ALA announces applications for the Great Stories CLUB , (Connecting Libraries, Underserved teens and Books), sponsored by supported by a grant from Oprah's Angel Network

Contact: Lainie Castle
Public Programs Office
312-280-5055
lcastle@ala.org
For Immediate Release
February 6, 2006

ALA announces applications for the Great Stories CLUB, supported by a grant from Oprah's Angel Network

CHICAGO – The Great Stories CLUB (Connecting Libraries, Underserved teens and Books) is a book club grant program organized by the American Library Association Public Programs Office (PPO) and Young Adult Library Services Association (YALSA) to provide young adults with the opportunity to discuss books relevant to the challenges in their lives. Oprah's Angel Network is providing a grant to support the program.

All types of libraries (public, school, academic and special), in partnership with facilities serving troubled teens (such as juvenile detention centers or alternative high schools) in the United States and its territories are eligible to apply. Selected libraries will present three-part book club discussions featuring three theme-related books chosen by YALSA for teen audiences. Applications will be accepted online at www.ala.org/greatstories from January 25 through February 20, 2006.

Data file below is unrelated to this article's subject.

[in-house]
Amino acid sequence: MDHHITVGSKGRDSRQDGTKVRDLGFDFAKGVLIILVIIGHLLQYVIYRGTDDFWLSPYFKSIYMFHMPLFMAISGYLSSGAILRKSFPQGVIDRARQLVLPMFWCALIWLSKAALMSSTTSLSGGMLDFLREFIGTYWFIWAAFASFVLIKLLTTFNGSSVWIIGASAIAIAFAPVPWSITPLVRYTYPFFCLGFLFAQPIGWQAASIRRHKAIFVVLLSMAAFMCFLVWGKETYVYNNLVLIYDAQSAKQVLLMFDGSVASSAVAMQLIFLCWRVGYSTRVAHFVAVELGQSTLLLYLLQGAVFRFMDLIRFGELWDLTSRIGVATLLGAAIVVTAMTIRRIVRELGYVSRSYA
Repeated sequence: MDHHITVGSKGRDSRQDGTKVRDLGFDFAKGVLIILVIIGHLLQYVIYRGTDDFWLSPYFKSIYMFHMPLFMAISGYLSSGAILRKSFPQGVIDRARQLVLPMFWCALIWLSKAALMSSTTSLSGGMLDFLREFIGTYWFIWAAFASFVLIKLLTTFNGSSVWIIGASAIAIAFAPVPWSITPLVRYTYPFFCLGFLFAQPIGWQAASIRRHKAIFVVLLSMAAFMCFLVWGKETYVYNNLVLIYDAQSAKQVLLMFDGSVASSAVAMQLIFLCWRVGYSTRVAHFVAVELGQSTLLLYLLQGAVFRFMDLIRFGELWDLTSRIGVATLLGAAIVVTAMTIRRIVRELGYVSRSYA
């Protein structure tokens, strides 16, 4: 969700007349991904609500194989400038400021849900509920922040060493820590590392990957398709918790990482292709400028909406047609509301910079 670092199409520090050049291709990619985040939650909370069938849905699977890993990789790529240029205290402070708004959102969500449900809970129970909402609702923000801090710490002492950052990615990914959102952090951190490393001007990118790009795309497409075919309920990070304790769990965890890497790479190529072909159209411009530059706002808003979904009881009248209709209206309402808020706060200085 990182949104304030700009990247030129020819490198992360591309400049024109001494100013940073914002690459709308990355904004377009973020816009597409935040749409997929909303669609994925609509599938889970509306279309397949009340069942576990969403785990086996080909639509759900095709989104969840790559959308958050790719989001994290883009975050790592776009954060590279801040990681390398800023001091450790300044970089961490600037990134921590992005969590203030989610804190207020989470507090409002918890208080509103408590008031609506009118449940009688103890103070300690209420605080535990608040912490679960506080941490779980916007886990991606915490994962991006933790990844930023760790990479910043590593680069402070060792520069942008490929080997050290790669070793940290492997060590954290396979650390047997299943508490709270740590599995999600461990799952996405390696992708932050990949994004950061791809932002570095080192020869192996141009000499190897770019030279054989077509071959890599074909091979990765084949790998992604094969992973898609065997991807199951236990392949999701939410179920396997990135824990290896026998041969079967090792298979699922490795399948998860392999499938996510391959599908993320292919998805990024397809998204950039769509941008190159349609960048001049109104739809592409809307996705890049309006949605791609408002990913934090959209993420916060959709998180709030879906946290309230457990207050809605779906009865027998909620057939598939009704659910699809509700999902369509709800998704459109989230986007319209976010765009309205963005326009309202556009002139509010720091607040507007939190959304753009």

Up to 200 libraries will be selected to receive 10 sets of the three books to provide to members of the book club, along with online resources to plan and implement the program. YALSA's Outreach to Young Adults with Special Needs Committee developed the book selections, theme and program support materials. The theme for the Great Stories CLUB will be teens facing challenges, and the following titles will be included:

  • “The First Part Last” by Angela Johnson
  • “Born Blue” by Han Nolan
  • “Stuck in Neutral” by Terry Trueman

For further details, including guidelines, application instructions, and the online application, visit www.ala.org/greatstories. With questions, contact publicprograms@ala.org.

YALSA is the world leader in evaluating and selecting reading, listening and viewing for teens through its three literary awards, seven selected lists and other publications. For more information about YALSA, go to www.ala.org/yalsa.

Established in 1992, the ALA Public Programs Office has a strong track record of developing library programming initiatives, including the acclaimed reading and discussion series “Let's Talk About It!,” film discussion programs on humanities themes, traveling exhibitions, LIVE! @ your library®, and other programs. It has recently established the Cultural Communities Fund, an endowment fund created to help all types of libraries across the country bring communities together through cultural programming ( www.ala.org/ccf). More than 8,000 libraries and at least 10 million individuals have participated in library programming initiatives supported by the Public Programs Office. For more information, go to www.ala.org/publicprograms.